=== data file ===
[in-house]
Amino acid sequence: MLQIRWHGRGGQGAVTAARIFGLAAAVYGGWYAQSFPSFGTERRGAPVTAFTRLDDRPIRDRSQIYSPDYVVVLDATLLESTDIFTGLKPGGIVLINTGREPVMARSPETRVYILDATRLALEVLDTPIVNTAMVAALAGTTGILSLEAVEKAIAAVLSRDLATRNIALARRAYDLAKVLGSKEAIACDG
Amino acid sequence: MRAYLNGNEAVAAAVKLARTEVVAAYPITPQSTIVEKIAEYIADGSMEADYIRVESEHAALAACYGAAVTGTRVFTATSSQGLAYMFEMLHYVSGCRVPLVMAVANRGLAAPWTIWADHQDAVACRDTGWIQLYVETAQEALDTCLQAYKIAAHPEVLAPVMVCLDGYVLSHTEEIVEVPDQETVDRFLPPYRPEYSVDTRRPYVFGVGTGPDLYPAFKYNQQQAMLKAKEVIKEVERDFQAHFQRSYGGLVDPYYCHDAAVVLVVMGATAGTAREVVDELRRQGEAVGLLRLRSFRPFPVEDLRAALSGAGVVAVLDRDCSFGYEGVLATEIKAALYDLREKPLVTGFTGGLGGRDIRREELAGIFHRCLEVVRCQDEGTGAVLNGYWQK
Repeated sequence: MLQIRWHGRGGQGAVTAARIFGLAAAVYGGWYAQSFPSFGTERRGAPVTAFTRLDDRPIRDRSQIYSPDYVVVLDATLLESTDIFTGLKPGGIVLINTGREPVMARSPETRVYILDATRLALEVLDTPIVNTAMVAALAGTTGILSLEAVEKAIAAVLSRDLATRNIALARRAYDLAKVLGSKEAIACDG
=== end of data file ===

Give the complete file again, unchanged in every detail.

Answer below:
[in-house]
Amino acid sequence: MLQIRWHGRGGQGAVTAARIFGLAAAVYGGWYAQSFPSFGTERRGAPVTAFTRLDDRPIRDRSQIYSPDYVVVLDATLLESTDIFTGLKPGGIVLINTGREPVMARSPETRVYILDATRLALEVLDTPIVNTAMVAALAGTTGILSLEAVEKAIAAVLSRDLATRNIALARRAYDLAKVLGSKEAIACDG
Amino acid sequence: MRAYLNGNEAVAAAVKLARTEVVAAYPITPQSTIVEKIAEYIADGSMEADYIRVESEHAALAACYGAAVTGTRVFTATSSQGLAYMFEMLHYVSGCRVPLVMAVANRGLAAPWTIWADHQDAVACRDTGWIQLYVETAQEALDTCLQAYKIAAHPEVLAPVMVCLDGYVLSHTEEIVEVPDQETVDRFLPPYRPEYSVDTRRPYVFGVGTGPDLYPAFKYNQQQAMLKAKEVIKEVERDFQAHFQRSYGGLVDPYYCHDAAVVLVVMGATAGTAREVVDELRRQGEAVGLLRLRSFRPFPVEDLRAALSGAGVVAVLDRDCSFGYEGVLATEIKAALYDLREKPLVTGFTGGLGGRDIRREELAGIFHRCLEVVRCQDEGTGAVLNGYWQK
Repeated sequence: MLQIRWHGRGGQGAVTAARIFGLAAAVYGGWYAQSFPSFGTERRGAPVTAFTRLDDRPIRDRSQIYSPDYVVVLDATLLESTDIFTGLKPGGIVLINTGREPVMARSPETRVYILDATRLALEVLDTPIVNTAMVAALAGTTGILSLEAVEKAIAAVLSRDLATRNIALARRAYDLAKVLGSKEAIACDG